Denmark has so far come off the most lightly, with the price of apartments down 10 percent and the price of houses down 9 percent.

“It’s really the effect of higher interest rates that is driving down house prices, which is completely by the book,” Las Olsen, chief economist at Danske Bank, told The Local. “Higher funding costs naturally lead to lower house prices. And the increase in interest rates that we’ve seen over the last year is very large and that means that the pressure on house prices is also very high.”

Housing costs in all three Scandinavian countries were high by European standards before rates began to rise, explaining why the region has been relatively hard hit.

An analysis by Eurostat, using 2021 figures, showed that housing costs, including gas, electricity and water, were higher than in most other comparable countries, with housing costs in Denmark beaten only by countries like Switzerland and Ireland. Housing costs in Sweden and Norway were slightly lower.

When Eurostat looked at what percentage of household disposable income was spent on housing in 2021, Denmark and Sweden were also both at the high end. Norway was not included in the study.

Olsen said the situation in the housing market before rates started to go up explained why prices had so far fallen most heavily in Sweden.

“Swedish house prices have dropped quite a bit more than what we see in Denmark and Norway, even though the Swedish interest rate increases are not substantially bigger,” he said. “This reflects, for one thing, the fact that Swedish house prices were probably a bit more highly valued going into this period of higher interest rates.”

A report by the European Systemic Risk Board, published in December 2022 and based on data from the second three months of 2022, estimated that apartments and houses in Sweden were potentially more overvalued than any other country in the European Union apart from Slovakia and Luxembourg. 

The board judged that residential property in Sweden was between about 25 percent and a little over 60 percent overvalued. 

Residential property in Denmark, meanwhile, was only judged to be between 15 percent and a little over 30 percent overvalued. Norway was not included in the survey. 

Source: European Systemic Risk Board

Olsen noted that Swedish households are also “a bit more vulnerable”, as they have not been supported with government money during the pandemic and the more recent inflation crisis to the same extent as households in Denmark and Norway.

Danish households also have an advantage over their Swedish and Norwegian counterparts because more than half of Danish mortgages are fixed for the entire 30-year duration of the loan, whereas variable rate mortgages are much more common in Sweden and Norway.

Up until the middle of 2018 around 80 percent of new Swedish mortgages were only fixed for three months or less, while only a few percent were fixed for more than three years.

“Swedish households are very sensitive to movements in interest rates. They have variable loans, in general, so it’s feeding through very rapidly,” he said.

At the start of 2022, the number of new mortgages fixed for three years or more in Sweden soared to more than 80 percent, but according to the government-owned lender SBAB, a full 80 percent of customers still chose variable rate mortgages in December.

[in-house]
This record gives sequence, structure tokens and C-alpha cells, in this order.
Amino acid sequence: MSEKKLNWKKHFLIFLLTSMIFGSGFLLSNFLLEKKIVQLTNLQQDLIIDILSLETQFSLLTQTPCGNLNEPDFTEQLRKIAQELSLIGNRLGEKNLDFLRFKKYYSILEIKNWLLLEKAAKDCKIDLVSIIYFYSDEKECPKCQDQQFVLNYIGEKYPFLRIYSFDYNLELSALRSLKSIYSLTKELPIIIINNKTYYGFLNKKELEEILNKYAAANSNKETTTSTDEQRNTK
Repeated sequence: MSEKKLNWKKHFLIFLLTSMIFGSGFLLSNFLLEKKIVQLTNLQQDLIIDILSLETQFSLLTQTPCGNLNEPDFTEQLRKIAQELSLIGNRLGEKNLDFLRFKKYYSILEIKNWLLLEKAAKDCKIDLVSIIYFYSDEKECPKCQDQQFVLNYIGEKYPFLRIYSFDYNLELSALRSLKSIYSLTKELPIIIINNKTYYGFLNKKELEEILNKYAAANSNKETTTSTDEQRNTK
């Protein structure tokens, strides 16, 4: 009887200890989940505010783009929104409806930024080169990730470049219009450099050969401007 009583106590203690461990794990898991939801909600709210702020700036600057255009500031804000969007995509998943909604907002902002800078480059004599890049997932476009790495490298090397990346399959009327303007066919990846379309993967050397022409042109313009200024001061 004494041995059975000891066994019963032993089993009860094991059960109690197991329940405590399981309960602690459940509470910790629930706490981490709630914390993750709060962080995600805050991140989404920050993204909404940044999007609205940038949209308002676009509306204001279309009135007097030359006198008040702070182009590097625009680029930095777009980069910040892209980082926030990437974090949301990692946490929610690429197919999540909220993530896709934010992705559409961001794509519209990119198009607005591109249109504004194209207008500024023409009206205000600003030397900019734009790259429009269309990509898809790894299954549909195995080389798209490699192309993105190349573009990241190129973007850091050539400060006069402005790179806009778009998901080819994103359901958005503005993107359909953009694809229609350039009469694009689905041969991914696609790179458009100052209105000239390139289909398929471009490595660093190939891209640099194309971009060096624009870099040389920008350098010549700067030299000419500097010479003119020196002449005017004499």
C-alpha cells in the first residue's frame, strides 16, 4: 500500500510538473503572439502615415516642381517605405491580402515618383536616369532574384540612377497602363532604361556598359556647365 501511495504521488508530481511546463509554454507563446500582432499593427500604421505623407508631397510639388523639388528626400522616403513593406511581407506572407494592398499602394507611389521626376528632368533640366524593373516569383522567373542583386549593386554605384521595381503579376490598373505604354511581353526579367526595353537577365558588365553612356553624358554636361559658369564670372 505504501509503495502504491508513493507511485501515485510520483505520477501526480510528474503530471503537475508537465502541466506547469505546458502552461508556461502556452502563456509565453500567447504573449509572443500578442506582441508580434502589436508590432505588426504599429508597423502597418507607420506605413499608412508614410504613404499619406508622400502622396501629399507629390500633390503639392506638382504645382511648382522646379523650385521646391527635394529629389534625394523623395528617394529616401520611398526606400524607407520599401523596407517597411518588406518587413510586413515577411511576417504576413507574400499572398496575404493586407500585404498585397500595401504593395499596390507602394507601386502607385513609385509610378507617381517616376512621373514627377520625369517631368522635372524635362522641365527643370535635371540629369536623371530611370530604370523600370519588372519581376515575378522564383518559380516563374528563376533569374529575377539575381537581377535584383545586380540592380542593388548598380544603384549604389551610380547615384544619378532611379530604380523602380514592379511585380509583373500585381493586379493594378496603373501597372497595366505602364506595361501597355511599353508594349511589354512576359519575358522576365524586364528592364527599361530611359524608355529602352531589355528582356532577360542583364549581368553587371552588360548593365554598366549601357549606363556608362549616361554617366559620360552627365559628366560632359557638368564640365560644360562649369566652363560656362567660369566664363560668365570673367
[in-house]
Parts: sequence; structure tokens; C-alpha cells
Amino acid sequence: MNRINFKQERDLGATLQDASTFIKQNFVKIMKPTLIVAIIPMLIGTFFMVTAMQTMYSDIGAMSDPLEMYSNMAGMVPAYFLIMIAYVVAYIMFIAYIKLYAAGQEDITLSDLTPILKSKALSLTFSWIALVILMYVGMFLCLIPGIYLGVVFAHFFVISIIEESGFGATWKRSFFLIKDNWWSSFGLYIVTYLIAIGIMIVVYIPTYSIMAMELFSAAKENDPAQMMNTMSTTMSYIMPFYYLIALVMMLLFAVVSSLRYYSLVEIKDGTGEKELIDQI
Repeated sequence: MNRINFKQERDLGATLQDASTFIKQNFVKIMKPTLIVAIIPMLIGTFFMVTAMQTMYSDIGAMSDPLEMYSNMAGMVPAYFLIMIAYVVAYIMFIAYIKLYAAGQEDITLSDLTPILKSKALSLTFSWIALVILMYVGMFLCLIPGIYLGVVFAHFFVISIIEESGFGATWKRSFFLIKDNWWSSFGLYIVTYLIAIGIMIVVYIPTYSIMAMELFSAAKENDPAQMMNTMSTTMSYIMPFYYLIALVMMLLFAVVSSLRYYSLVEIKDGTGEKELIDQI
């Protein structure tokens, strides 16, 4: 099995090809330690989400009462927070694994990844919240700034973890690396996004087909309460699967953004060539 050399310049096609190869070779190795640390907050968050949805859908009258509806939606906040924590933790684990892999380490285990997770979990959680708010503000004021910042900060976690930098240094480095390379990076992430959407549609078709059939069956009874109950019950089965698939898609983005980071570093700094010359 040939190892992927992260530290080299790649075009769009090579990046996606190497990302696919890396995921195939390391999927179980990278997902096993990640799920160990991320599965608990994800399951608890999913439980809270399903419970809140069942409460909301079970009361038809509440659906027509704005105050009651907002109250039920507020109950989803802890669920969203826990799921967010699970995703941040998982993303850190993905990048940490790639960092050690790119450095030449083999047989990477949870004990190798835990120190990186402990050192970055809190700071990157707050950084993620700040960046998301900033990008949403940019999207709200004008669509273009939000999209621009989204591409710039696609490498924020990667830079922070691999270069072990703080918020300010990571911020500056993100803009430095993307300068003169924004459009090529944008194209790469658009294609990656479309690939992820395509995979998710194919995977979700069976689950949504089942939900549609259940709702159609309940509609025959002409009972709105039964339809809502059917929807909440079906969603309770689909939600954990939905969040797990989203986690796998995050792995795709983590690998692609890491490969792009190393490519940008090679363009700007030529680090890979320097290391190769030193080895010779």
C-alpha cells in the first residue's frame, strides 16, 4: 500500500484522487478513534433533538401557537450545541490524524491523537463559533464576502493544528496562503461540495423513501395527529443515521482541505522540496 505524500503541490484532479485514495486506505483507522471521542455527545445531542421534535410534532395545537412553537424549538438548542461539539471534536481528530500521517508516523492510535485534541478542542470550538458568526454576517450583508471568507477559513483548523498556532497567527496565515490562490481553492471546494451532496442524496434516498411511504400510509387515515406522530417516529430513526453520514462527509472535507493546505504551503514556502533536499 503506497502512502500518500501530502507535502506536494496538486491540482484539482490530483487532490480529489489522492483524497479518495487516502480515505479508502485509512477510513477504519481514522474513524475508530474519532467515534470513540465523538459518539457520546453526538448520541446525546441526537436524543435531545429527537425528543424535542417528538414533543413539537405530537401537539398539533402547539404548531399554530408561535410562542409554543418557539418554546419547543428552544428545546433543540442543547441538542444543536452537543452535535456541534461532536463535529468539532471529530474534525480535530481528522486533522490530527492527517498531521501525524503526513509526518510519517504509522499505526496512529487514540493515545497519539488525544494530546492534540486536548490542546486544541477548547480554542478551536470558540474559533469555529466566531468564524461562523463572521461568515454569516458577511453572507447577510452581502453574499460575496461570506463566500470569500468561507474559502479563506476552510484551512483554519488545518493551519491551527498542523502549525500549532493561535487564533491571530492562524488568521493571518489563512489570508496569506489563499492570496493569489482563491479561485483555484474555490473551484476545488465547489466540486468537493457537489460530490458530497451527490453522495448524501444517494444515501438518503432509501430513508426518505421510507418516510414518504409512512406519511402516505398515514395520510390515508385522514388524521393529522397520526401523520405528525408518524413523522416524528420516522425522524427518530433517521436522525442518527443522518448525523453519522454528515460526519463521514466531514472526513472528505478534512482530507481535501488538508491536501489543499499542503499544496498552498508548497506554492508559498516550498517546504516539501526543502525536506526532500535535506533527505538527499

How many new Swedish mortgages are variable rate?

Purple = fixed for three months or less. Blue = between three months and a year. Green =
fixed for between one and three years. Grey = fixed for more than three years.

Source: Statistics Sweden

Norway also has a large proportion of variable-rate mortgages, but Olsen suggested they were still less vulnerable. 

“Norwegian households have some other strengths: they have received a lot of support during Covid, especially. And also electricity bills are more or less capped in Norway, which they certainly are not in Sweden.”

How indebted are Scandinavian populations? 

Households in Denmark, Norway and Sweden have among the highest level of loans outstanding compared to their gross disposable income of any of the counties covered by The Local’s network, according to a survey by Eurostat.

The high apparent indebtedness of Danish households, however, is partly warped by loans taken out by farmers, which are included in household debt statistics. Olsen estimates that the real level of indebtedness in Denmark, while still high, is closer to that of Sweden.

In addition, household indebtedness as a share of income in Denmark has fallen steadily since it peaked in 2014.

“Households in Denmark have been saving quite vigorously ever since the financial crisis, so the level of debt is high but the direction is down,” Olsen said.

So what will happen over the next year or so? 

The official prognoses are for a soft landing rather than a full-on market crash.

Denmark’s central bank, Nationalbanken, expects house prices to fall by about 5.6 percent in 2023.

Adjusted for the season, Norway’s central bank, Norges Bank, expects house prices to fall in total by about 6 percent from August 2022 to August 2023, before starting to rise again. 

Sweden’s Riksbank central bank, using the Hox Sverige housing index, in a report out in November, predicted that the 11.75 percent annual fall seen at the end of 2022, would be repeated by a further 8 percent fall in the year leading up to the last quarter of 2023. This represents a total fall of about 19 percent.

Some economists are more pessimistic, however. 

“If interest rates go the way everyone expects, then it’s quite reasonable to see housing prices going down 8 percent in 2023,” Tor Borg, head of analysis at CityMark, told The Local, referring to the Swedish market. “But I think it could be worse, as I’m not that convinced that inflation will come down as quickly as everybody thinks and I’m not sure the Riksbank will stop increasing rates as soon as everybody else thinks.”

Las Olsen at Danske Bank said that even if the fall in property prices did turn out to be deeper and more prolonged than currently predicted, Sweden, Denmark and Norway were all “fairly well prepared for such a scenario”.

“We have after all been through the financial crisis and also through the crisis before that and hopefully we have learned something from those events so that the economies are more robust.”